Sometimes, the sensitivity of the image sequence step can be too high or low, this can be easily changed by extending the scroll area so that it is wider (if direction left to right/right to left), or taller (top to bottom/bottom to top). This means how many images the learner scrolls through for a certain amount of distance they click and drag for.
Image Sequence editing bar
1. Start of Range Marker - This defines the first step of this range. Frames after this but before the end of range marker will be correct. (Unless range is defined as incorrect, see below)
2. Preview Marker - This is purely for the editors view so you can see what a given image is in the sequence.
3. End of Range Marker - Defines the end of the range.
4. Range Properties - Adjust some settings about each range...
Correct range - Sets whether the learner will correct or incorrect if they choose a position within this range. The difference between an incorrect range and having nothing is purely the ability to branch off said incorrect range.
On select go to - Branching feature. Sets which step the user goes to when they select an image within this range.
Icons - Delete's the range and saves the properties respectively.
5. Start Position Marker - This defines which frame the step loads up on when the learner views this step.
The Image Sequence Step (Advanced Settings)
You can upload a .mp3 file to the HotSpot Step that will begin playing once the step loads. This can be of any length, but the learner can move on at any time. This audio can be paused, fast forwarded, or rewinded by the learner. If they choose to continue to the next step (by clicking the right part of the screen), the audio will stop and the next step will show.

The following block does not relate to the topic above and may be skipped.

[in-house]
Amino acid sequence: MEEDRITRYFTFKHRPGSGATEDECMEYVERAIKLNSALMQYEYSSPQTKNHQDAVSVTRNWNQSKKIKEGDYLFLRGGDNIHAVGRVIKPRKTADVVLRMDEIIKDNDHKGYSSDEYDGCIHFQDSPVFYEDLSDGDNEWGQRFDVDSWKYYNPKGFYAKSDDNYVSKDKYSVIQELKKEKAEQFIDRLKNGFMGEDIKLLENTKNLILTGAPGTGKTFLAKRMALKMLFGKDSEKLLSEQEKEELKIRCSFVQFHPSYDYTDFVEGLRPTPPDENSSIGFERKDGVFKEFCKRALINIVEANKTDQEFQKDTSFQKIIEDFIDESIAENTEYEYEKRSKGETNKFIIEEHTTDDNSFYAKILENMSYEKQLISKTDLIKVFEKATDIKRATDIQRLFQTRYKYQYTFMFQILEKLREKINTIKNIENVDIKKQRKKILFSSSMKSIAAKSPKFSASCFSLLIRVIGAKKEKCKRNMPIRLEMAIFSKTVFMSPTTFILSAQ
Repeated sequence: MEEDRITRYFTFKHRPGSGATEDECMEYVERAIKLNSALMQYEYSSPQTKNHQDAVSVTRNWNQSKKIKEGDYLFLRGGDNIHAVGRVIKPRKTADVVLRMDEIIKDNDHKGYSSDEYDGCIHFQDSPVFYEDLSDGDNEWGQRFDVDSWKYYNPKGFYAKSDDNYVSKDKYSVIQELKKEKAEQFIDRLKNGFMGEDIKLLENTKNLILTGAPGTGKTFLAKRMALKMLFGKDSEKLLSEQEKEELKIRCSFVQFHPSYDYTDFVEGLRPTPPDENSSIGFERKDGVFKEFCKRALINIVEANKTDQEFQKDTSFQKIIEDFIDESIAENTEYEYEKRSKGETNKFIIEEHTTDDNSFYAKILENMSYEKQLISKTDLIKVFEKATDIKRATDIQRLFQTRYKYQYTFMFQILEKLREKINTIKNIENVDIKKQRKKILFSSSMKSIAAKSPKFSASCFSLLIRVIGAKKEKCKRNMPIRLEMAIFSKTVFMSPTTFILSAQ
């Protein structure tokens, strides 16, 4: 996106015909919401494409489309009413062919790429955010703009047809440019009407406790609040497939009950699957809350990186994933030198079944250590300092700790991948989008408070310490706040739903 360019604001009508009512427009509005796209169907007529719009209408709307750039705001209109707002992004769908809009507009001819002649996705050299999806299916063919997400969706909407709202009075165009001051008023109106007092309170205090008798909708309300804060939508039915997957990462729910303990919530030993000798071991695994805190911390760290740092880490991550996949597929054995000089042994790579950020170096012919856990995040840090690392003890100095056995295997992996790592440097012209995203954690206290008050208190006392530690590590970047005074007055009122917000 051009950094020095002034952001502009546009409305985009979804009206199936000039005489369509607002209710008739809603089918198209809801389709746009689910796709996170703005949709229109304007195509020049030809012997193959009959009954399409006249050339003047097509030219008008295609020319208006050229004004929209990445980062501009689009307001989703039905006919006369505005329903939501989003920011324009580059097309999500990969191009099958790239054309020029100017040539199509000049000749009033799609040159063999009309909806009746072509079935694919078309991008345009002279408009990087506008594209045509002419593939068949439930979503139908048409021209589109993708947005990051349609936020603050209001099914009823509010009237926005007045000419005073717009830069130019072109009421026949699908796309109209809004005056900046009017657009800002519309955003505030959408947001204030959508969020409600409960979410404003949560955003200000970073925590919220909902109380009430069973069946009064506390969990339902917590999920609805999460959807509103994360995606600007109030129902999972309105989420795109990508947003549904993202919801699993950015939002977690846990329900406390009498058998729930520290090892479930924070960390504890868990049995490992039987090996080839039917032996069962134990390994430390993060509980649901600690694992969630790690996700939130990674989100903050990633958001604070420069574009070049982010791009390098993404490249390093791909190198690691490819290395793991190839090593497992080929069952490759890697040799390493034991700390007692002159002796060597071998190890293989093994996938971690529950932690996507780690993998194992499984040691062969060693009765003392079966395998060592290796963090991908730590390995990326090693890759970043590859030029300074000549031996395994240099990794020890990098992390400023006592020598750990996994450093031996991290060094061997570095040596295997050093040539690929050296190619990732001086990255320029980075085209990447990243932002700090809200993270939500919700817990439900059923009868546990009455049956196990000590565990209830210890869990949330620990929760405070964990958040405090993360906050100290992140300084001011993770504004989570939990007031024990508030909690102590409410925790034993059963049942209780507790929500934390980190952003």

This feature can be great for reading out instructions for the user, especially for those who have difficulty with reading.
You can set the score the user gets when they get this step correct. With SimTutor, the scoring works by giving them a maximum score (3 in this case) if they get the sequence position correct on the first attempt. For each incorrect guess they can get points taken away from this maximum score (1 point per incorrect guess in this case). For example, if I guessed incorrectly twice, then got the sequence position correct, I would get 3-2=1 points total.
When the learner answers a question wrong 3 times in a row, you have some options to assist them with answering that question. The text that you put in the "Help Text" text field will display to the learner, along to any image you upload to that help image section.
Help text should give the user a way forward for when they are stuck. Sometimes certain steps such as hotspots in order can be very hard to proceed with if you do not know the answer. In this example, giving the user a list of things to click on in order will help them get through this step. Alternatively, you could upload a screenshot of that step, and label the points the learner needs to click and in what order.
You can change the colors featured within this specific step. These colors can be set using the color picker, or you can input a hexadecimal value to get the precise color you need.
The background color will change the area behind the background image (usually the far left and far right sections if using a widescreen monitor) to whichever color you wish. We recommend keeping this color pretty neural, as to not distract the learner from the more relevant image in the middle of the screen. Another good color to use if applicable, is the color of your background image. This works when you have a solid plain background for your background image, so the sides (background color) of the screen merge seamlessly with the background image.
The instructions font color changes the color of the font featured in the instructions box, whereas the background, to no ones surprise, changes the background color of said box. These two colors should have enough contrast so you can distinguish the text from the background.
The visibility of the step is for when you want to hide the step from the viewer, but not fully delete it. All navigation to and from this step will be disabled while hidden - it is effectively deleted except not permanent.
Lastly, making the instruction box transparent gives you to the option to have part of the background image that was behind the instructions box to show but in a low opacity.